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    Well then we are at least in agreement that there is really only one wild card on the court, Justice Kennedy. I didn't respond to your strict scrutiny claims because there is not strong reason to believe it will be used, nor that it will change the outcome if it is used. That the test is used in no way means that the court will come to a given ruling - your proffered ruling, for example. The judges can decide that yes, this is the test to use, but it passes this test - even if you don't think it does. And, of course, it is up to the judges which test to use to begin with and, to my knowledge, strict scrutiny has never been the test for a case even involving gay rights. Wasn't Romer decided on the principle of non-retrogression?

    When Justice Warren said, in regards to the Loving case that, "Marriage is one of the ‘basic civil rights of man,’ fundamental to our very existence and survival", he was referring to an ideation of marriage that excludes gay marriage. It is, first, an idea that marriage comes before sex - an idea actually already becoming quite outdated during his own time. It, second, refers only to heterosexual relations. No rational person would think that Justice Warren there was saying that gay marriage is fundamental to our very existence and survival - it's obvious what he meant there, and in so saying, we can understand what he actually meant when he said marriage is one of the 'basic civil rights of man'. But even if you were right, this wouldn't have any firm bearing on how the current justices would decide.

    I still maintain that if the court wished to establish gay marriage is a right inherent to an amendment in the Constitution, they could have during Windsor. If such a right actually exists, then it was clearly infringed upon by DOMA. Imagine that a case existed where the legal dispute that brought the case up was a dispute between the separate powers of a state and the federal government, but the action in dispute clearly violated an existing Constitutional right (let's say to bear arms). Is it unreasonable to think that the court would bother to mention the individual's right being infringed upon, when it is the most clearcut and most open and shut way to resolve the case? ESPECIALLY when you consider that not mentioning it, in a case like Windsor, would mean that right doesn't exist? No. The court would mention it.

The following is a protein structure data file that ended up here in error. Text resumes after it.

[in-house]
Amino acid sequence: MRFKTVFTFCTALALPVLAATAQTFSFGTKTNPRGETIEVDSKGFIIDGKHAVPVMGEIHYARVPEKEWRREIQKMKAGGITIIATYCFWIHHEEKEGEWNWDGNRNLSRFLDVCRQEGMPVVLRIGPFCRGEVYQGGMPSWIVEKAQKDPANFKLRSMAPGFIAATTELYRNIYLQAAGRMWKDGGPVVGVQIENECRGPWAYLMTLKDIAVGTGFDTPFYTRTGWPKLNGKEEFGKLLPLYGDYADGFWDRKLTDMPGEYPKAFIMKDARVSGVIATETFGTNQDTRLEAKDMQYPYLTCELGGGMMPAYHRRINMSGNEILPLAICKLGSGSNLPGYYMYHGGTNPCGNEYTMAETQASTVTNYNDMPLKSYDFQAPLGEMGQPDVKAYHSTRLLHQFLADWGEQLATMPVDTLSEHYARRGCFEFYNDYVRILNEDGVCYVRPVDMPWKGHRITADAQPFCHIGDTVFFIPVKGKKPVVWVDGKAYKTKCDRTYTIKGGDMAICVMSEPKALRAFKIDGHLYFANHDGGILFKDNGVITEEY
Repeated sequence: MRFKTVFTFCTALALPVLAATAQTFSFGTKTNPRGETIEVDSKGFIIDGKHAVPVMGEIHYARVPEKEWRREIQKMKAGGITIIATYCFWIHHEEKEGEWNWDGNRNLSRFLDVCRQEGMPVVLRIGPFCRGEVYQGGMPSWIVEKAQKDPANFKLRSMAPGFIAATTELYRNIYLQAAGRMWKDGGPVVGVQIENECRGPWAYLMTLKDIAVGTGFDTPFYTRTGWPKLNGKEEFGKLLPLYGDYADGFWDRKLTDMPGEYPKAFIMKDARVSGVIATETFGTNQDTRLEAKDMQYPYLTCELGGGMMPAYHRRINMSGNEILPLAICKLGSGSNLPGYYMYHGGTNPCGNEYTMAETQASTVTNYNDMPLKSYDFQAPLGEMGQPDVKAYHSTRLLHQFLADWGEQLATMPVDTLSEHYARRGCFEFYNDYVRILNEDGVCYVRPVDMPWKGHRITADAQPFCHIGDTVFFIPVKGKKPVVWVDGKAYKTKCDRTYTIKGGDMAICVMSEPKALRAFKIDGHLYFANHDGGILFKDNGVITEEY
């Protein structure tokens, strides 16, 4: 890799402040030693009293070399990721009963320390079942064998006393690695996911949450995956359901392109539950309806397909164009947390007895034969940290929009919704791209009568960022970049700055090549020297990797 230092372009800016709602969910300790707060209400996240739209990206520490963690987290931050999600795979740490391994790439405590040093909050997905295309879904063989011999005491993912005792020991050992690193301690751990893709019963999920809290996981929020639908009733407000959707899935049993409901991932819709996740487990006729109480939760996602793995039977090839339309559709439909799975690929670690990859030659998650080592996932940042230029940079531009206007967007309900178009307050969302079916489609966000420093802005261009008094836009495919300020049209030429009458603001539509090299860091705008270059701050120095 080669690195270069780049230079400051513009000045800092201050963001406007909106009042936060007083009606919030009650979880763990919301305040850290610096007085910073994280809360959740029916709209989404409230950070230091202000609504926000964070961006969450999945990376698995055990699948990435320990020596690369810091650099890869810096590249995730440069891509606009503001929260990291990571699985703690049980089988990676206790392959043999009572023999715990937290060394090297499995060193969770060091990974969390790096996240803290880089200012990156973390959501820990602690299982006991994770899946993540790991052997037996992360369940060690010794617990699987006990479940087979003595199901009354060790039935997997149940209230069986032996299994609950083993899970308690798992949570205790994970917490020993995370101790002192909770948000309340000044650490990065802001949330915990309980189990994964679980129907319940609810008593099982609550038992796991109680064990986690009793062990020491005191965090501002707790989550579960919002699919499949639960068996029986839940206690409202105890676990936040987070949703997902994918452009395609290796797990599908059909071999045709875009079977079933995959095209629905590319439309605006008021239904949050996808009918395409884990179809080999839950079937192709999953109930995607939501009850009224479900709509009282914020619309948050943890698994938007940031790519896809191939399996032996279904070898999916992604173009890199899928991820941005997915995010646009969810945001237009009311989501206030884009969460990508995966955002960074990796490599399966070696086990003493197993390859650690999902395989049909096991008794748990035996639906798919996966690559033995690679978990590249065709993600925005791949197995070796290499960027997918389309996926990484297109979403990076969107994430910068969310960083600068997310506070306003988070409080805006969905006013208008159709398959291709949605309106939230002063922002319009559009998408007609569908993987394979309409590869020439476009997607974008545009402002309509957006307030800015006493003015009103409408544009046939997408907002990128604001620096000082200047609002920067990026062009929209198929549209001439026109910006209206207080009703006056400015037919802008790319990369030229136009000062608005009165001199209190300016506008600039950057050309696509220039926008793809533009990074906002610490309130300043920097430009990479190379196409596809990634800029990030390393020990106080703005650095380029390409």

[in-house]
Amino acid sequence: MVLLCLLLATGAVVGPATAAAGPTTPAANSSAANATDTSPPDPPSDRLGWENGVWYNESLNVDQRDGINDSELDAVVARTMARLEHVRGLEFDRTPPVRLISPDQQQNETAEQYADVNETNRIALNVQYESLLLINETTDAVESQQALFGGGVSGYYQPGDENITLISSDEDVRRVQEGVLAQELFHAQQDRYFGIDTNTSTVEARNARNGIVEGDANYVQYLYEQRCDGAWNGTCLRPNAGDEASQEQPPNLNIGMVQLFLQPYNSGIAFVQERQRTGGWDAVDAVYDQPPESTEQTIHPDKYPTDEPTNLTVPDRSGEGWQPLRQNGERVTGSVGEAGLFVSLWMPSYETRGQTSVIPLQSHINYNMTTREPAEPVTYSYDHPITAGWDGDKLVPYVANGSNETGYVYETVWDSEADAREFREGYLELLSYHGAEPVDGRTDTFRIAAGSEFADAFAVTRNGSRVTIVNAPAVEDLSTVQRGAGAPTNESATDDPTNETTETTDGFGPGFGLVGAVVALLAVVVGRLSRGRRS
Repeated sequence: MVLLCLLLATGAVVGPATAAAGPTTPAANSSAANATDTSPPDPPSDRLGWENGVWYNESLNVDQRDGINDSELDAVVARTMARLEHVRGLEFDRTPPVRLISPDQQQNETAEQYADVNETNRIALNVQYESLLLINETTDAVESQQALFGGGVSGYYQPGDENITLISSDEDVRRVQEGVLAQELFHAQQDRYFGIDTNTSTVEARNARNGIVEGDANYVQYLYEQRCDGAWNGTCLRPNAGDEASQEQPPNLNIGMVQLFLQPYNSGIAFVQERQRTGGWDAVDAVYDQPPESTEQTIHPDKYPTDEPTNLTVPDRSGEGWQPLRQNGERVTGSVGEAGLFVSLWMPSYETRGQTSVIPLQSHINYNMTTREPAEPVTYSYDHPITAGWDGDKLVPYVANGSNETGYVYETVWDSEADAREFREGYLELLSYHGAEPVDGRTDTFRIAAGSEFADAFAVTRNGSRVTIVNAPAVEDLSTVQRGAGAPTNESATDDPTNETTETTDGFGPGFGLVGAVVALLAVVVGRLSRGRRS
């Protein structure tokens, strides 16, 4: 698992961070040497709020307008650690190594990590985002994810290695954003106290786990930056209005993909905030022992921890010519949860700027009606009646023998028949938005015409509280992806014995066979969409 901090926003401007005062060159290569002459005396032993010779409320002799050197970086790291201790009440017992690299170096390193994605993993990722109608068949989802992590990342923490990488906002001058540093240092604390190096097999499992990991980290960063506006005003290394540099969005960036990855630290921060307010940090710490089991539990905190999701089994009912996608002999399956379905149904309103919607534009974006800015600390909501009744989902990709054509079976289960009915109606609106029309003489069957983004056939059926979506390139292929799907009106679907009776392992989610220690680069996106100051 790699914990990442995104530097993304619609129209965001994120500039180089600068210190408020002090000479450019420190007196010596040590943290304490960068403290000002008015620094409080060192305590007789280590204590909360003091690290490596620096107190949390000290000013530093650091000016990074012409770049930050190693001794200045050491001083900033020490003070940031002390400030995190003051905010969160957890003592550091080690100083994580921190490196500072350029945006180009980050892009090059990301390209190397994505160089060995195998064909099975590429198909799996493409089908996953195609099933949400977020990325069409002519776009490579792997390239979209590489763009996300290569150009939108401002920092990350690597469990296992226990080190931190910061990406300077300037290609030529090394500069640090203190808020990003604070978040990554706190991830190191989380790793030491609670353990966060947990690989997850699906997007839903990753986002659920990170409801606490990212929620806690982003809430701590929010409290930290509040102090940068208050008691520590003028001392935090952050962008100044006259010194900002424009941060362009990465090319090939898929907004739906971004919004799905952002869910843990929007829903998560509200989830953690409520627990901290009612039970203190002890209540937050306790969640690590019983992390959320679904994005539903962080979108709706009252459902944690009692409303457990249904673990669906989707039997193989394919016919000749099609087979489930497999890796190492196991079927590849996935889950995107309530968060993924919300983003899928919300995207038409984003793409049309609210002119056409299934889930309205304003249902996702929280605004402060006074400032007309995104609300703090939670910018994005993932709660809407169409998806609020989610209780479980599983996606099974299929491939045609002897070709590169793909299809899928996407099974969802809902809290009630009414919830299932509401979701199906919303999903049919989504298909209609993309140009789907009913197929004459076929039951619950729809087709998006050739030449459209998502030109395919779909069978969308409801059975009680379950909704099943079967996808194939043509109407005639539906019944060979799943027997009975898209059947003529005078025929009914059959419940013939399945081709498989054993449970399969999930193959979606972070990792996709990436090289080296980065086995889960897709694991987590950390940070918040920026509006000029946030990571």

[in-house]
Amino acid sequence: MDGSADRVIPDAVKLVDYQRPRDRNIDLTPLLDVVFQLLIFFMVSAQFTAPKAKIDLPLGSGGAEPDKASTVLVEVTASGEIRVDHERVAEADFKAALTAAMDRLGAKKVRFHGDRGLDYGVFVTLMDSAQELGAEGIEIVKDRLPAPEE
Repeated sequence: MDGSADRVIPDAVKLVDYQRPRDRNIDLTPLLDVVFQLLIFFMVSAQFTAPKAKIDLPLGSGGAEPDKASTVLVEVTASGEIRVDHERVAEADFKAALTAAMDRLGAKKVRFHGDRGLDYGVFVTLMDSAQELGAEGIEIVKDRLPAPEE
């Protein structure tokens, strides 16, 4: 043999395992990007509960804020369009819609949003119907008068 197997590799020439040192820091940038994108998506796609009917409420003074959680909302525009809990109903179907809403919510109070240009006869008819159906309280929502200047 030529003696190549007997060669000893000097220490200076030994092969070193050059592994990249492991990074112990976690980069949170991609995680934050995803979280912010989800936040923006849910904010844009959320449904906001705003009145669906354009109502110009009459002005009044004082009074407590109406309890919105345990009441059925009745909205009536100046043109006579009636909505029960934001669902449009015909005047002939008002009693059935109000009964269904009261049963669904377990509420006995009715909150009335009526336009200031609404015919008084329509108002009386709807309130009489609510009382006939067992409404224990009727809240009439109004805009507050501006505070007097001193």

So again, we are left with Kennedy, who wrote that marriage is within the realm of the state(s) to decide, who did not assert any Constitutional right to gay marriage when he well could have. However desirable it may be, it is unlikely that we will see Kennedy, the 10th most conservative justice since 1937 by some counts, assert that gay marriage is a Constitutional right.
     
  10. ProgressivePatriot

    ProgressivePatriot Well-Known Member

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    Bring on judgment day! Of course the real one will be down the road.
     
  11. ProgressivePatriot

    ProgressivePatriot Well-Known Member

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    However, I do wish to add these additional thoughts:

    The more that I learn about Justice Anthony Kennedy, the more that I’m convinced that he will come down on the right side of history. Yes, Kennedy does have a strong bent towards state’s rights on gay issues, bet he never said that there is no reason that would ever compel him restrict those rights.

    Though appointed by a Republican president, Kennedy is not easily pigeonholed ideologically. He has tended to look at cases individually instead of deciding them on the basis of a rigid ideology http://en.wikipedia.org/wiki/Anthony_Kennedy

    That issue may well be the harm that he knows is befalling children as a direct result of marriage inequality.

    The 77-year-old justice has also written the high court's three strongly pro-gay rights decisions in the past 18 years, with powerful language about the dignity of gay and lesbian Americans and the humiliation felt by children who are being brought up by same-sex parents who may face discrimination.
    In the most recent case, the court struck down part of the federal anti-gay marriage law in June, and Kennedy's opinion has since been cited in an unbroken string of lower-court rulings in support of same-sex marriage.